In the 19th and 20th centuries, African tribes were subjected to colonization and exploitation by European powers, which led to the loss of much of their traditional land and cultural practices. This period of colonization had a profound impact on the Antemoro people, and many of their cultural traditions and practices were lost or suppressed.
Despite these challenges, the Antemoro remain a vibrant and resilient community, with a strong sense of cultural identity and a deep connection to their traditions and way of life. Their astrological traditions, in particular, continue to thrive and are an important part of their cultural heritage.
Multiple Grammy Award Winner Susana Baca is considered one of the most celebrated political elites in Peru. Ipsos Apoyo poll in 2011 named her as one of the most popular politicians with an approval rating of 62 percent after her appointment as Culture Minister in the Ollanta Humala administration. She is the first public official in Peru of African descent.
In its 60 year history, Notting Hill Carnival has become a symbol of Black Britain and its resilience to celebrate cultural pride in the face of oppression and discrimination.
Once used to target the Black community and tarnish Afro-Caribbean culture, Notting Hill Carnival has become a national British icon, honouring multiculturalism and the uniting of diverse identities across London and the UK. However, the origin of Notting Hill Carnival will always be in the Caribbean and with London’s Black British community.
The Notting Hill race riots
Racially motivated violence on Black Londoners occurred throughout the summer and culminated in the Notting Hill race riots. On 29 September, a mob of white nationalists marched on Bramley Road and attacked the homes of the West Indian residents. The riots continued every night until 5 October.
When did Notting Hill Carnival start?
As a social response to the riots, the first Notting Hill Carnival took place the following January in the form of an indoor, BBC televised event at St Pancras Town Hall. The founder of the Notting Hill Carnival was Claudia Jones, a Trinidadian journalist and activist, who worked closely with fellow Trinidadian and influential musician Edric Connor. Connor became a regular performer over the early years of the carnival and Jones is now known as the ‘Mother of Notting Hill Carnival’.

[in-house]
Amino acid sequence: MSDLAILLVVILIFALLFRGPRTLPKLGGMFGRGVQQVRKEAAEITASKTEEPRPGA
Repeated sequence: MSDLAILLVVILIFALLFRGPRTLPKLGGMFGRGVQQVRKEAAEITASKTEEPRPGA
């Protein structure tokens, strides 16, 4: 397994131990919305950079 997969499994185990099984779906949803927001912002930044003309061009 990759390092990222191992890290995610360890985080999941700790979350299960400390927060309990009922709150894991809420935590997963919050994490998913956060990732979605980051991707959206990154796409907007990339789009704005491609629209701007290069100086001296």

This first Notting Hill Carnival showcased elements of Caribbean culture and art, taking inspiration from the original carnivals of the Caribbean islands but presented in a more European cabaret style. There is some debate as to whether this event was really the first Carnival, but most agree on its importance in the Carnival’s history and the UK’s Caribbean community.
Over the next few years, the Carnival took place in this format, however another event that more closely resembles today’s extravaganza was being planned. Rhaune Laslett from Stepney was the President of the London Free School, a group of activists and emerging artists based in London. The group, led by Laslett, wanted to establish a festival to bring together the various ethnic groups and nationalities in the then-disadvantaged area of Notting Hill. Laslett felt that;
“although West Indians, Africans, Irish and many other nationalities all live in a very congested area, there is very little communication between us.”
She wanted to change this whilst also challenging the perception that Notting Hill was a run-down slum area, something that’s hard to imagine now, partly due to the success of the Carnival.
The London Free School realised their dream of a community fair for Notting Hill in September 1966. Originally a traditionally British fair, the various identities and ethnicities of the Notting Hill area were given the chance to showcase their culture and interact with others. It’s safe to say, over 50 years on, their more lofty goal of cultural unity has been largely achieved.